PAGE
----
Good pasture grounds are only found near the streams. The soil is dry gravel and clay, upon which bushes of Ephedra, Nitraria and Salsolaceae grow sparsely.
The three existing genera, usually spoken of as members of the Gnetales, differ from one another more than is consistent with their inclusion in a single family; we may therefore better express their diverse characters by regarding them as types of three separate families-0) Ephedroideae, genus Ephedra; (2) Welwitschioideae, genus Welwitschia; (3) Gnetoideae, genus Gnetum.
The genus Ephedra, with its prothallus and archegonia, which are similar to those of other Gymnosperms, may be safely regarded as the most primitive of the Gnetales.
In some species of Ephedra, e.g.
In Ephedra helvetica, as described by Jaccard, no proembryo or suspensor is formed; but the most vigorous fertilized egg, after undergoing several divisions, becomes attached to a tissue, termed the columella, which serves the purpose of a primary suspensor; the columella appears to be formed by the lignification of certain cells in the central region of the embryo-sac. At a later stage some of the cells in the upper (micropylar) end of the embryo divide and undergo considerable elongation, serving the purpose of a secondary suspensor.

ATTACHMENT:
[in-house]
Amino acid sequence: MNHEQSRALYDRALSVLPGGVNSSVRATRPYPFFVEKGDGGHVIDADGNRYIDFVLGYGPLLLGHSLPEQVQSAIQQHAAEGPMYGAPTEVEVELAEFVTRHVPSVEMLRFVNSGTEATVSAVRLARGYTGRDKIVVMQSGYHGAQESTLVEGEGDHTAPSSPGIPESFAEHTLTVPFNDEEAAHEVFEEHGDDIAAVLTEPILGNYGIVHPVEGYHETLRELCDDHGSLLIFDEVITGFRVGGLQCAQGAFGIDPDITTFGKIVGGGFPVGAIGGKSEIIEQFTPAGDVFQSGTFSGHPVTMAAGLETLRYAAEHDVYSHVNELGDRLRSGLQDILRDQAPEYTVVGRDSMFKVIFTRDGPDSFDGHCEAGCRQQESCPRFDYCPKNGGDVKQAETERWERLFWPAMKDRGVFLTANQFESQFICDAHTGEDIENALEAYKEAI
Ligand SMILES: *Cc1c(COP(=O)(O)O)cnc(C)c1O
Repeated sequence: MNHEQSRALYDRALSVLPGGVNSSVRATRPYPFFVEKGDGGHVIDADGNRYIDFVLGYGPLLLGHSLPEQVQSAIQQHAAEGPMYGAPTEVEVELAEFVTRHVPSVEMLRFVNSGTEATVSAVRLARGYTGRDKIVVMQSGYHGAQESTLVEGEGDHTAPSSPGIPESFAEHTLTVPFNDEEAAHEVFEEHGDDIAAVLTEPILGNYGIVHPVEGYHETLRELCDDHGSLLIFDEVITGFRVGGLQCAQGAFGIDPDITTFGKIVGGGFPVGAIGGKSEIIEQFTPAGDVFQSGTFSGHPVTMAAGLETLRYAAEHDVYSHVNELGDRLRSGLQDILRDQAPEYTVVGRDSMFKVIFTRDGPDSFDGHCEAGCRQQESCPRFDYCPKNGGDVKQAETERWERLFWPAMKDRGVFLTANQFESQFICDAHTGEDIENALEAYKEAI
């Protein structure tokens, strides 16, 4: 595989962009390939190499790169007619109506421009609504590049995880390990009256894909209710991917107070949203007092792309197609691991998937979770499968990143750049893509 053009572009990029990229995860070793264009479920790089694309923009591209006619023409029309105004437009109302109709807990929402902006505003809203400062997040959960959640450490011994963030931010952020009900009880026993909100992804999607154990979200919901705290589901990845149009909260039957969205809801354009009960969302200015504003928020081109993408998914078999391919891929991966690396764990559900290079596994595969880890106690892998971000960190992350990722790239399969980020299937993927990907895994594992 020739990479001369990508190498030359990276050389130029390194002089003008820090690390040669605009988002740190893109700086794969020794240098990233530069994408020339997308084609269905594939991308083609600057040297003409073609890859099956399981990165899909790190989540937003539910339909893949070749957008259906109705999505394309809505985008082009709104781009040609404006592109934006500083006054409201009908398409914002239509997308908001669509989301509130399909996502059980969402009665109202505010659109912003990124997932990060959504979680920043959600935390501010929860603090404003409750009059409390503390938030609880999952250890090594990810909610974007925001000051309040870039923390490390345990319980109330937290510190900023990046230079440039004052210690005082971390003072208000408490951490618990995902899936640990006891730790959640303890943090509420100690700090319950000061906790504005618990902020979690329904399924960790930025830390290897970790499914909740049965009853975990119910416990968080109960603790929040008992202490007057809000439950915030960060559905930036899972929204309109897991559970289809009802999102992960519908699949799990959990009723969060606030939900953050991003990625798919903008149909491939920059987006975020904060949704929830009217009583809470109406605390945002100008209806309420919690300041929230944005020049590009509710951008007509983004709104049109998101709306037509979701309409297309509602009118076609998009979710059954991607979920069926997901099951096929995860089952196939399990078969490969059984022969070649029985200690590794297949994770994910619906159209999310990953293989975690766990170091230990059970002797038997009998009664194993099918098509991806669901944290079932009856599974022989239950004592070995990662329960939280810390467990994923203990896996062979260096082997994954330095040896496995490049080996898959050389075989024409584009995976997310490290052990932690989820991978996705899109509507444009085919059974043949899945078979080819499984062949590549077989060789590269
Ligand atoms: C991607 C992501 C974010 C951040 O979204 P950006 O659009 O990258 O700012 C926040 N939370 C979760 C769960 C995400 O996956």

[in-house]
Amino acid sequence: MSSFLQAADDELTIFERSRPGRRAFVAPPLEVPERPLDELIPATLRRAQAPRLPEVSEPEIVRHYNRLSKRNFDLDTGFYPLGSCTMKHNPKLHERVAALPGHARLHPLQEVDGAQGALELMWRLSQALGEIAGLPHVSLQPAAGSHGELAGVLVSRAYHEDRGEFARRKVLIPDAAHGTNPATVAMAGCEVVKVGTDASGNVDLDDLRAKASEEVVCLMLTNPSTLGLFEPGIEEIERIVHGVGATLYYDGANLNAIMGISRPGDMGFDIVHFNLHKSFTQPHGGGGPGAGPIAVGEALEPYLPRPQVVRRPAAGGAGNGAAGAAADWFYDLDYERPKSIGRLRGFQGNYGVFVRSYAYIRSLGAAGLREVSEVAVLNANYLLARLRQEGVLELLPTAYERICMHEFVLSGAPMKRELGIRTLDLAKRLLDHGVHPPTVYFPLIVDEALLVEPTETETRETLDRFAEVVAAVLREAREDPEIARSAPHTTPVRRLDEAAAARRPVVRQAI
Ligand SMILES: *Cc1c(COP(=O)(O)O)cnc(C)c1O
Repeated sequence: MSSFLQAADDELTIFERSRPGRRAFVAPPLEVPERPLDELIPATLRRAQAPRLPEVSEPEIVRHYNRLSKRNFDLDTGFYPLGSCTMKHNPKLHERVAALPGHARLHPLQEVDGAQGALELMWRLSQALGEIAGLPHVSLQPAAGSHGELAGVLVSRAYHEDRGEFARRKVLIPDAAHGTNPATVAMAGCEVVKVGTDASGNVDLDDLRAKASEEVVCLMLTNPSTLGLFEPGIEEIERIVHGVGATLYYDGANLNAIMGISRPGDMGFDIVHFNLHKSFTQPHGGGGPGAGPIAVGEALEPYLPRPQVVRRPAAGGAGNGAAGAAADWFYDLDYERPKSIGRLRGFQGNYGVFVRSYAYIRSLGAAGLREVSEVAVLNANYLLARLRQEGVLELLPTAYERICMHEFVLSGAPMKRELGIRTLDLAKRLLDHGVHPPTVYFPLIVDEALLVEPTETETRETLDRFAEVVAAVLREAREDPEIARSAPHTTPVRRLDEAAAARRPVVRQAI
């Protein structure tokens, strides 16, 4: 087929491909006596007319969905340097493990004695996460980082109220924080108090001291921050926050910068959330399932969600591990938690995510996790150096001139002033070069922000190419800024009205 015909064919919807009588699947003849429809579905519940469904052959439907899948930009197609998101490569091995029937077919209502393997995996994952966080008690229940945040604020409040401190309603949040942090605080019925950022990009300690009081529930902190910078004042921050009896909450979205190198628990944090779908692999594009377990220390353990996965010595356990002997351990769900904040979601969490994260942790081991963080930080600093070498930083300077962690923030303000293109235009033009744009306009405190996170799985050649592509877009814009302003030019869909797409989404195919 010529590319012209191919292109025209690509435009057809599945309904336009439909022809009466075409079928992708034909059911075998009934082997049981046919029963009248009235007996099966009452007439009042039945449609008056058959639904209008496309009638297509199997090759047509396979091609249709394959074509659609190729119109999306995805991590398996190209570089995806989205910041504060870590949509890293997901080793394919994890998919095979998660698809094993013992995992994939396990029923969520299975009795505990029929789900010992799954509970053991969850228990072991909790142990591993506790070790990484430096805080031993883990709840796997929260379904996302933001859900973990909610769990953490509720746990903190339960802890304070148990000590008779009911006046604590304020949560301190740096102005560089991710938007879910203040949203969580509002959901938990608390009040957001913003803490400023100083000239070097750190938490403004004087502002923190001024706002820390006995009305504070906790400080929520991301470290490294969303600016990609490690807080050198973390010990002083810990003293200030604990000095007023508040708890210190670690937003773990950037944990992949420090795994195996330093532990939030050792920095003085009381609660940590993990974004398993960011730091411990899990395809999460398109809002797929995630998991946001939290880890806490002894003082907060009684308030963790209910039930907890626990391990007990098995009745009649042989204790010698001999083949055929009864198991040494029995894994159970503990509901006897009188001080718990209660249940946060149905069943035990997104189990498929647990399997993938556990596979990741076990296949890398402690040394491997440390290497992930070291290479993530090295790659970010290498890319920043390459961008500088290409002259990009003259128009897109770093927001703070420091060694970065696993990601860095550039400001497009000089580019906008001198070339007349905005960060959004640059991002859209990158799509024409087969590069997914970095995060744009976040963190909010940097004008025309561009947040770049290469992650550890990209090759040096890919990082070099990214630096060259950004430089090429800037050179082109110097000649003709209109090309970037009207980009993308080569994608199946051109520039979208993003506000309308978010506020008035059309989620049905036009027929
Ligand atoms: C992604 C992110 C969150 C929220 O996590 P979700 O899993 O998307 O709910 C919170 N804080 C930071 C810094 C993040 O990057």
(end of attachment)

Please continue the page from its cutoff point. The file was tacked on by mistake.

The secondary wood of Ephedra consists of tracheids, vessels and parenchyma; the vessels are characterized by their wide lumen and by the large simple or slightly-bordered pits on their oblique end-walls.
In Gnetum Gnemon, as described by Lotsy, a mature embryo-sac contains in the upper part a large central vacuole and a peripheral layer of protoplasm, including several nuclei, which take the place of the archegonia of Ephedra; the lower part of the embryo-sac, separated from the upper by a constriction, is full of parenchyma.
(1899); Land, " Ephedra trifurca," Bot.